Anzio

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Anzio

Anzio (änˈtsyō), Lat. Antium, town, in Latium, central Italy, on the Tyrrhenian Sea. It is a seaside resort with a fishing industry. A Volscian town, it was captured by Rome in 341 B.C. and became a favorite resort of the Romans. Nero and Caligula were born there; among the ruins of Nero's villa two famous statues, the Apollo Belvedere and the Girl of Anzio, were found. Anzio declined in the Middle Ages, but it revived c.1700 and became a residence of the popes. During World War II, Allied troops landed (Jan., 1944) at Anzio and nearby Nettuno to draw German forces from Cassino, thus effecting a breakthrough (May, 1944) to Rome.
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Anzio

a port and resort on the W coast of Italy: site of Allied landings in World War II. Pop.: 36 952 (2001)
Collins Discovery Encyclopedia, 1st edition © HarperCollins Publishers 2005
References in periodicals archive ?
When Coriolanus met Aufidius in Antium, aside from Aufidius's coughing laugh at Coriolanus's "service," each stood silent and motionless as the other spoke, Coriolanus leaning back with a slightly pained look as be listened.
Even when hostilities have ceased and his great enemy has retired to Antium he longs for yet another self-defining confrontation: ~I wish I had a cause to seek him there | To oppose his hatred fully' (III.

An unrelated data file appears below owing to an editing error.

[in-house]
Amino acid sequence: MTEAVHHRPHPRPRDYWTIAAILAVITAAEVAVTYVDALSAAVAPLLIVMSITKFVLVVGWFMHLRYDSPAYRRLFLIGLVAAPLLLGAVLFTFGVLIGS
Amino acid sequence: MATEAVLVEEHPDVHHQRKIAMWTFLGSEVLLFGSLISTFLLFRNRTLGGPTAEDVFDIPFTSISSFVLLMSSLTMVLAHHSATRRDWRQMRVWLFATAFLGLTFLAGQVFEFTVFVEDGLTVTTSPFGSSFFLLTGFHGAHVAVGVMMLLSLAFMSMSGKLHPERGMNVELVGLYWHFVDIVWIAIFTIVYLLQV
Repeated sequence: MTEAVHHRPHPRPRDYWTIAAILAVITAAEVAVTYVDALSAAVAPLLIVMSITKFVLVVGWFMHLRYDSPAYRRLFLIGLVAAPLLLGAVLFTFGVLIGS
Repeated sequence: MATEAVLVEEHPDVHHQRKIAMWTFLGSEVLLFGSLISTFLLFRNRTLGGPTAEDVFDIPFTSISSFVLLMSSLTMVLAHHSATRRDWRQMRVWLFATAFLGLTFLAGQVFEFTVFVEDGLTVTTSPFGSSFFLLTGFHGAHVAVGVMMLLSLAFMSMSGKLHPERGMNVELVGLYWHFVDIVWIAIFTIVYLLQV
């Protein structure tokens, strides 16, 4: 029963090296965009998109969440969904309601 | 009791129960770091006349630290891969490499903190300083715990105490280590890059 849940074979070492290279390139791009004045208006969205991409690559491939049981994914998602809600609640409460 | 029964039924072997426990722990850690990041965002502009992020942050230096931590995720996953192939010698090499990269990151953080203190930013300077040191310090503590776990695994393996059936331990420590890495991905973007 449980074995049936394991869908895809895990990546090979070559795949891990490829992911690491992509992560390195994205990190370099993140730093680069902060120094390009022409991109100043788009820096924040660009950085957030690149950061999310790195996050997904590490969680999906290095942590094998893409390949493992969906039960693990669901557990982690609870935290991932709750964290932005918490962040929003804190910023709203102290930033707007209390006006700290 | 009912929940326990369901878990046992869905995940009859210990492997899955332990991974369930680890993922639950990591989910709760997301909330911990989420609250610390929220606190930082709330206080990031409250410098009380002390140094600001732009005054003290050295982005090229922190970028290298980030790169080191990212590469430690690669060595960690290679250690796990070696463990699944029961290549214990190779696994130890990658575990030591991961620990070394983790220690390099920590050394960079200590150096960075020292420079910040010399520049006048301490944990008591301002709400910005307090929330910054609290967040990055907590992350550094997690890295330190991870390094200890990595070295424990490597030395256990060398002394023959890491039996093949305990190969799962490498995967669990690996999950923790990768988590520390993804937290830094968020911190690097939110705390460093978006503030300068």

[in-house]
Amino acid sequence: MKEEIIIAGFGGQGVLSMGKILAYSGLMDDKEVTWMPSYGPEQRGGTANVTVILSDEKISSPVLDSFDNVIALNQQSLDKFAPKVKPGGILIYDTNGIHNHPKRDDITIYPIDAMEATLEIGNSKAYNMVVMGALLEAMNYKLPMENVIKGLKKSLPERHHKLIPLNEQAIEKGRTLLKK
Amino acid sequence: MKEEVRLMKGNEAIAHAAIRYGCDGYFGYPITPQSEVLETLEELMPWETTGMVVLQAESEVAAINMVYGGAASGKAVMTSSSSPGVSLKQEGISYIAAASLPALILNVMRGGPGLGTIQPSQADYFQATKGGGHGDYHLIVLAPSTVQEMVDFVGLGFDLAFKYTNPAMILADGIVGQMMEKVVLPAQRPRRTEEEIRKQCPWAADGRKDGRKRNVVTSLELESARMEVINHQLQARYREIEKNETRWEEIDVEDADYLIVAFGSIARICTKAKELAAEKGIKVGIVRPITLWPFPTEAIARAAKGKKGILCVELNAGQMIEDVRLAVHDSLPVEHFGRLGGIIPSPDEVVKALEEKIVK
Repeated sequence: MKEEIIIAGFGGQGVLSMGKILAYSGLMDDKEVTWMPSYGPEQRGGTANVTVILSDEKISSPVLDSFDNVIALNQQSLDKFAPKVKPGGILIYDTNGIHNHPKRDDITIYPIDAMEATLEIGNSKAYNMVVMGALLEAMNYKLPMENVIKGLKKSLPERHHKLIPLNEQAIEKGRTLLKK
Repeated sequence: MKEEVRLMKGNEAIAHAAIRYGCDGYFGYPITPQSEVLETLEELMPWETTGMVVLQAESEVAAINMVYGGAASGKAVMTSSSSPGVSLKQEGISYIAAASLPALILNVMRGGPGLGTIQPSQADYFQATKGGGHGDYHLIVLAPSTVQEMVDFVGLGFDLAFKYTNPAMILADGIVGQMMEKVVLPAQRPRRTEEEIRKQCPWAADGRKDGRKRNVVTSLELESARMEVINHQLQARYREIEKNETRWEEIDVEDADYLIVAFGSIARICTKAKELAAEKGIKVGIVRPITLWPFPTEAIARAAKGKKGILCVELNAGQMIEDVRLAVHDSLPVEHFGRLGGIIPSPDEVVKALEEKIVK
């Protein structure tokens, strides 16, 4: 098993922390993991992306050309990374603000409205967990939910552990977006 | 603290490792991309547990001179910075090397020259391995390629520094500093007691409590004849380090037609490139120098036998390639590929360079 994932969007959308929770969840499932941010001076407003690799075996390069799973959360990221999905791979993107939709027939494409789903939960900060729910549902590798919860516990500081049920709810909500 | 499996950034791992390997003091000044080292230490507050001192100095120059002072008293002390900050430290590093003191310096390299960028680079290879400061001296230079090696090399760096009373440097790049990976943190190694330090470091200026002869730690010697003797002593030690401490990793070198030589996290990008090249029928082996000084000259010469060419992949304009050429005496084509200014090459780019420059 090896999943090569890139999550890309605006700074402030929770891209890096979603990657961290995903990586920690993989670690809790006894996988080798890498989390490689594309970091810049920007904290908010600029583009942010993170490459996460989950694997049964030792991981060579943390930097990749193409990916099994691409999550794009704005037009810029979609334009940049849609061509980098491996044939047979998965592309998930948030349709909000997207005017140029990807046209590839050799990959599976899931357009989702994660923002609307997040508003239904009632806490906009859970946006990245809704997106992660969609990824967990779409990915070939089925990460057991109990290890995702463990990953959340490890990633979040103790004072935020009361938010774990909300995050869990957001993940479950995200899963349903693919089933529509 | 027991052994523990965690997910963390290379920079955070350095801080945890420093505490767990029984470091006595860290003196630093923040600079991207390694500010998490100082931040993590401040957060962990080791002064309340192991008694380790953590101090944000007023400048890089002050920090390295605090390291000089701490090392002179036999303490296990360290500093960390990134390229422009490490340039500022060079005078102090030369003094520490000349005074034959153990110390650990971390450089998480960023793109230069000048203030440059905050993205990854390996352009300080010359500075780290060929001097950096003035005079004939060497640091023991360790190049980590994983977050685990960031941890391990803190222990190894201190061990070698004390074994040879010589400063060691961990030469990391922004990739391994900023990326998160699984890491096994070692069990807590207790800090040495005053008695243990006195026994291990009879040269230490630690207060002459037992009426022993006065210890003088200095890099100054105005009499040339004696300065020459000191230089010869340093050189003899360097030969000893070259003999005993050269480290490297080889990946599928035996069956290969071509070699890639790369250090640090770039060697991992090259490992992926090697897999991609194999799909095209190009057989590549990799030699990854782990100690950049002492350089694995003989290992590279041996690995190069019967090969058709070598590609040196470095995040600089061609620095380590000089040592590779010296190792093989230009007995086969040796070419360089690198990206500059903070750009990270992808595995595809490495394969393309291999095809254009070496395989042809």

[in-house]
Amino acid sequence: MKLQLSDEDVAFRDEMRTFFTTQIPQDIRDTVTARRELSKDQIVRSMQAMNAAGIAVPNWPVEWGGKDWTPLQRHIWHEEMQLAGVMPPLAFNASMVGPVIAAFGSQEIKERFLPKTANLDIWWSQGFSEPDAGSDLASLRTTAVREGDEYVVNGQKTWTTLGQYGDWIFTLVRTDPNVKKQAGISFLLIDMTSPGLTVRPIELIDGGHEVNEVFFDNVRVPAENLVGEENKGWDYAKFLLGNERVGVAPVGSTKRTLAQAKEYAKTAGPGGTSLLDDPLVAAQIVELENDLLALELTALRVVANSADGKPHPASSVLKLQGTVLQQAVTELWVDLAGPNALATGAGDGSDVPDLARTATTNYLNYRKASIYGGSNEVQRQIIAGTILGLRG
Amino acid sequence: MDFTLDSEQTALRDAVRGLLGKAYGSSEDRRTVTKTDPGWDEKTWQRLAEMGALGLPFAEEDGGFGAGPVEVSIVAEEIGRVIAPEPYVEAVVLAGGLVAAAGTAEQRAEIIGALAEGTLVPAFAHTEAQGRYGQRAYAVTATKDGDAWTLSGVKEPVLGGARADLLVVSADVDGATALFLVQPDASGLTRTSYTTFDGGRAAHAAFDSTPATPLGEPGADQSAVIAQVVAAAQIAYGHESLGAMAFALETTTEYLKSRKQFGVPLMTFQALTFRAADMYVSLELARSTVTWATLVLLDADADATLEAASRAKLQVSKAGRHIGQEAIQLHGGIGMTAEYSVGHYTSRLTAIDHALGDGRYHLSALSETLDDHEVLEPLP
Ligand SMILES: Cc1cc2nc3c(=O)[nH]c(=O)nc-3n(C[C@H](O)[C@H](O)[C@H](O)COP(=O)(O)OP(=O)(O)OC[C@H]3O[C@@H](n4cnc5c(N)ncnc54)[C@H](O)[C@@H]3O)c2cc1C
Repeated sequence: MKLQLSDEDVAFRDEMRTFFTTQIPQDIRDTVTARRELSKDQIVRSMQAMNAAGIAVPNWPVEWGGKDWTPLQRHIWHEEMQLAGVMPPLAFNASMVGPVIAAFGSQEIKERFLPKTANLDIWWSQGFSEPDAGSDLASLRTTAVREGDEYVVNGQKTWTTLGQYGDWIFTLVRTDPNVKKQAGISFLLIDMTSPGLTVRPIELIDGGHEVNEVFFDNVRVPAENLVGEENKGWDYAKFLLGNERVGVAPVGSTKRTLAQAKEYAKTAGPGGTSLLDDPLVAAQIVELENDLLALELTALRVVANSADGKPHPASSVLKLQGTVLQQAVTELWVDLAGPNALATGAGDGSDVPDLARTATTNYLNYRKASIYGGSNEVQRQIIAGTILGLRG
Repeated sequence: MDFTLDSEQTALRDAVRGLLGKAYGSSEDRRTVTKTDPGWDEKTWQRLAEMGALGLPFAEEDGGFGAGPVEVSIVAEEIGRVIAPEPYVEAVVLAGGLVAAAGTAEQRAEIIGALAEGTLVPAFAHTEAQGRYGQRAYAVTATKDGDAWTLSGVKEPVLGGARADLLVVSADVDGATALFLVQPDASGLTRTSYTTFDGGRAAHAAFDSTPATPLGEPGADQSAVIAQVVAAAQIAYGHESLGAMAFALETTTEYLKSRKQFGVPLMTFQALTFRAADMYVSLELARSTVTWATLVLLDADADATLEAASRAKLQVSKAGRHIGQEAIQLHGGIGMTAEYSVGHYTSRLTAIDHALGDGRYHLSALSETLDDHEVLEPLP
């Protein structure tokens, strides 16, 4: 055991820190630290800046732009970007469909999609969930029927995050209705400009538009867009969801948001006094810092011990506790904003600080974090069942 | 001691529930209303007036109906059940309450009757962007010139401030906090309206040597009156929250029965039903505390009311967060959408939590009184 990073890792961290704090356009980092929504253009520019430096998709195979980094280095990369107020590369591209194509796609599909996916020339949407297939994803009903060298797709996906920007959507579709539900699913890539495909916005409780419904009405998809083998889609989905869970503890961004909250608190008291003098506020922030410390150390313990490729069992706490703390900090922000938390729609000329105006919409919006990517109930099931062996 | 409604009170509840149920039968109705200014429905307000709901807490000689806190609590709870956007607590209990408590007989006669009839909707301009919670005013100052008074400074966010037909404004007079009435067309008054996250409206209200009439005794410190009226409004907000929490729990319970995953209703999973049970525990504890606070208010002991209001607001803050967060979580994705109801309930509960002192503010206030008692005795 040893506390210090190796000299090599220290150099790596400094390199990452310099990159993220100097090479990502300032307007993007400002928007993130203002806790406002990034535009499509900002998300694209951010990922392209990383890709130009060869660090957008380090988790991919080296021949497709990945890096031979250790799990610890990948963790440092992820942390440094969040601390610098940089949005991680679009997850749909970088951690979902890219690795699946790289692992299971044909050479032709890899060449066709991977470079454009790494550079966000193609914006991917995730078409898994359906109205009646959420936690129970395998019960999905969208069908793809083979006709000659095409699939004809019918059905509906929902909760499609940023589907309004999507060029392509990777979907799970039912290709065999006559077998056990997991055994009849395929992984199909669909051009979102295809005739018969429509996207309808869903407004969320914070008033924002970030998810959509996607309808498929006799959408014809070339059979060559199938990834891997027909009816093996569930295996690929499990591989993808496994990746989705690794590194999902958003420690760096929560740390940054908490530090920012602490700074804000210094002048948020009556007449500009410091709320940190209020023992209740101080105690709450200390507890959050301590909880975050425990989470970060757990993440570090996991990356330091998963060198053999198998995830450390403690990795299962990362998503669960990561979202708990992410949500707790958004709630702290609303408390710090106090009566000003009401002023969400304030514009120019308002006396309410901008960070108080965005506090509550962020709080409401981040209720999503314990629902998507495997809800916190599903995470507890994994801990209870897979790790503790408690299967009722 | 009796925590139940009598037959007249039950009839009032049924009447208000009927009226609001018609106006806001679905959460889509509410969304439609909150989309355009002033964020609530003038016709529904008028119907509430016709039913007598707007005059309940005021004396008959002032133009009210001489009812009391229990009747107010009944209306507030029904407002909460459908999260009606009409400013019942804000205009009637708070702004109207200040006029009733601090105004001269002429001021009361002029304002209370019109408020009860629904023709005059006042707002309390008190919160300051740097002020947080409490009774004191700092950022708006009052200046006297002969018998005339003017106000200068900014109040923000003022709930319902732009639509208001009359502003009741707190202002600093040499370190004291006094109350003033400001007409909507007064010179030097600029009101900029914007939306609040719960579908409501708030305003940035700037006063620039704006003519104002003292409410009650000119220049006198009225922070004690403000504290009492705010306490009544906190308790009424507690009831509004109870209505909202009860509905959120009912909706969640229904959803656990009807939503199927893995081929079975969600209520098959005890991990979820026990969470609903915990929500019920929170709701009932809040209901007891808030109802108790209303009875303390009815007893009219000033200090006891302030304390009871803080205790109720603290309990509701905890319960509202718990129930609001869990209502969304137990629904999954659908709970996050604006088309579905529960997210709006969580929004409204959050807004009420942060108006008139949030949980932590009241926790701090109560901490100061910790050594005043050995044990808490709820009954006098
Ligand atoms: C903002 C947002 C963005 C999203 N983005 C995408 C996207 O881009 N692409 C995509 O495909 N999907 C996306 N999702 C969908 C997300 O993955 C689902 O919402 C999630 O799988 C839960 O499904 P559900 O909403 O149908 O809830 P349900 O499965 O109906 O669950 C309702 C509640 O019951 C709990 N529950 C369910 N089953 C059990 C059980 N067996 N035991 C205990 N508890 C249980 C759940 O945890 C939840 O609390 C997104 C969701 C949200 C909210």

Contemporary historian Tacitus says Nero was actually 30 miles away, in Antium, when the Great Fire of 64AD started - and that he supported his people with new social housing.
Wearing rags, Coriolanus crawled to Aufidius's house in Antium. Michael Elich as Aufidius clasped him heartily, emphasizing visually the eroticism of their shared love of violence.
He supposedly played the lyre and was 50 miles away in Antium when he heard the news.
Or is Antium a despotic society where self-expression meets brutal repression?
His colleague, Compositor B, had had similar trouble with 'Antiats' (men from Antium) a few lines earlier.
(11) Note that at Praeneste and Antium sortes were used as a form of divination (Cicero, De divin.
Zawadzki (Fribourg, 1989) 211-14 (on the inscription ILS 1455 from Antium, recording a sacerdos confarreationum et diffarreationum).
Dressed in the heavy long coat and hat of a depression-era vagrant who had just spent a long day in search of a soup kitchen, Coriolanus entered up-stage into an Antium bathed in eerie red light.